What fascinated me was her linking of Marx and Luxemburg to current struggles in the Third World and to questions of women's liberation that were also discussed in a topical fashion. It was only with the final chapter, where a link back to Marx and to Hegel is being attempted in order to found a new humanist Marxism, that I could not get very far.

At the time I did not know that her own school called MARXIST HUMANISM grew out of this new, if also changed, relation of Hegel and Marx. It is an active group that is working up through today around Raya Dunayevskaya's office in Chicago (that is managed as an archive), publishing a journal, is present at conferences, and tries to establish her ideas all over the world, and that also contacted me, who had reviewed Dunayevskaya's' book on Luxemburg. Thanks to the persistent energy of this group, the book can be published in German 15 years later.

The themes-Luxemburg, revolution, Marx, Lenin, even the women's movement-seem strangely out of date, Hegel being the only one that seems to have endured unimpaired the turning points of 1989 and after. What then, or who, could still be interested in this book today?

Hence I read the work once again, this time the 1991 edition, published in the U.S. as a "Challenge to the post-Marx Marxists," with a preface by Adrienne Rich, that militant figure in the new women's movement, who certainly would not be characterized by anyone as antiquated. Adrienne Rich applies the same procedure Dunayevskaya had used for her rereading of Luxemburg to Dunayevskaya herself. She examines her method of working with regard to its possible benefit for us living today. She discovers here the connection of experience and revolutionary thought and thus an actualization of the philosophic in the sharing of political struggle. Rich focuses on Dunayevskaya as a political theorist who was at the same time also a scholar and a knowledgeable woman of learning, and in spite of that was never far from daily political struggles in the ghettoes of the world, especially that of Blacks in the U.S. In short, she describes Dunayevskaya as an organic intellectual in the sense of Gramsci, who moreover could follow no party line, no Marxist-Leninism, and yet tried again and again to work out what is living in Marxian thought.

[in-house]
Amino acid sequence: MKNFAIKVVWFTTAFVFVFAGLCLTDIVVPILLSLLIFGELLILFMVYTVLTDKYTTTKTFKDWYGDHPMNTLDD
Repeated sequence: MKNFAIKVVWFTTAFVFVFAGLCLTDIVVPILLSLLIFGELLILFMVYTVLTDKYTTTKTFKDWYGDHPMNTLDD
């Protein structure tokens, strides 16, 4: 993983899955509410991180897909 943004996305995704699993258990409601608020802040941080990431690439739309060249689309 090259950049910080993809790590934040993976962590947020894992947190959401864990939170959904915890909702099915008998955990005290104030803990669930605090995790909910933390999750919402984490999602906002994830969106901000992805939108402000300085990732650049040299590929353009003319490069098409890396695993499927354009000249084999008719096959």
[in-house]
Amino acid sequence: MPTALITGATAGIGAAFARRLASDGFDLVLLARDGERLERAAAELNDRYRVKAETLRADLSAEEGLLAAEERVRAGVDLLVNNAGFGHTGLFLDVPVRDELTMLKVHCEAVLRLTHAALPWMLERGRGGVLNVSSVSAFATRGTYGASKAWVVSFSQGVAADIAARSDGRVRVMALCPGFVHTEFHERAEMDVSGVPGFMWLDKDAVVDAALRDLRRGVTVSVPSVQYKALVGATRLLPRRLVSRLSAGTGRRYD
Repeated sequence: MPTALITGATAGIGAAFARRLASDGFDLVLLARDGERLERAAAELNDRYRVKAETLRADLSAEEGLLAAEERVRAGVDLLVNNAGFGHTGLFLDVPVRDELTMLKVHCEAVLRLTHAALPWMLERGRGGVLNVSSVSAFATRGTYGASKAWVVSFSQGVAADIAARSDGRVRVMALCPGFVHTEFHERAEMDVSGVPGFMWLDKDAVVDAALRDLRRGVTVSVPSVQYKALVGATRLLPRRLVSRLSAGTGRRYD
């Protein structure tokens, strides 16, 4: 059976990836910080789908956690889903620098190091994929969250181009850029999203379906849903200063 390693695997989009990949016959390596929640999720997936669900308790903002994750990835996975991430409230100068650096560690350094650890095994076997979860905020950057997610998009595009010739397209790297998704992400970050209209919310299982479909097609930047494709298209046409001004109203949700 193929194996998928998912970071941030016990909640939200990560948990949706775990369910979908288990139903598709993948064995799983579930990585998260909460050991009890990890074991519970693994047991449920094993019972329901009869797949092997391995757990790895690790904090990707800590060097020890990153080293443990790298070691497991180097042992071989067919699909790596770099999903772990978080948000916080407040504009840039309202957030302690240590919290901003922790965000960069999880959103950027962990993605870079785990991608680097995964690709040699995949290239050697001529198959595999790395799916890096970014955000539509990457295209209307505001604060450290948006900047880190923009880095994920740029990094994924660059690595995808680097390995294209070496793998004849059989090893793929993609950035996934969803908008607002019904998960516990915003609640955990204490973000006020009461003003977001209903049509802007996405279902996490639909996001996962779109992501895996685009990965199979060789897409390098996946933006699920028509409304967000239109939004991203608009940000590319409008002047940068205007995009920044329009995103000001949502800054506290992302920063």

Adrienne Rich comes from the new women's movement and describes her mistrust of Marxian categories, her experience that women are being directly and systematically cast aside on the Left, so that the new women's movement began at first as a critique of the Left, a kind of shock-experience. She allows herself to be convinced by Dunayevskaya that the women's movement is not only a force of change, but above all that the feminist theoreticians also contribute to the creation of new thought, new perspectives: "The first thing to strike a reader, ranging through Dunayevskaya's book, is the vitality, combativeness, relish, impatience of her voice. Hers is not the prose of a disembodied intellectual. She argues; she challenges; she urges on; she expostulates; her essays have the spontaneity of an extemporaneous speech (some of them are) or of a notebook-you can hear her thinking aloud. She has a prevailing sense of ideas as flesh and blood, of the individual thinker, limited by her or his individuality yet carrying on a conversation in the world" (xiii).

How would it feel to be free and truly human? This question-put forward by Adrienne Rich, by Raya Dunayevskaya, by Rosa Luxemburg, yet certainly by all who are still alive-is what makes the book worth reading, far beyond any fashionable notion that would regard its subject matter as dated.

(Translated by Stephen Steiger)

* ROSA LUXEMBURG, FRAUENBEFREIUNG UND MARX' PHILOSOPHIE DER REVOLUTION was translated from the English by Thomas Laugstien and published by Argument Verlag. It is available from News & Letters for $20. See Literature page for instructions on ordering it as well as the original ROSA LUXEMBURG, WOMEN'S LIBERATION AND MARX'S PHILOSOPHY OF REVOLUTION in English from News & Letters.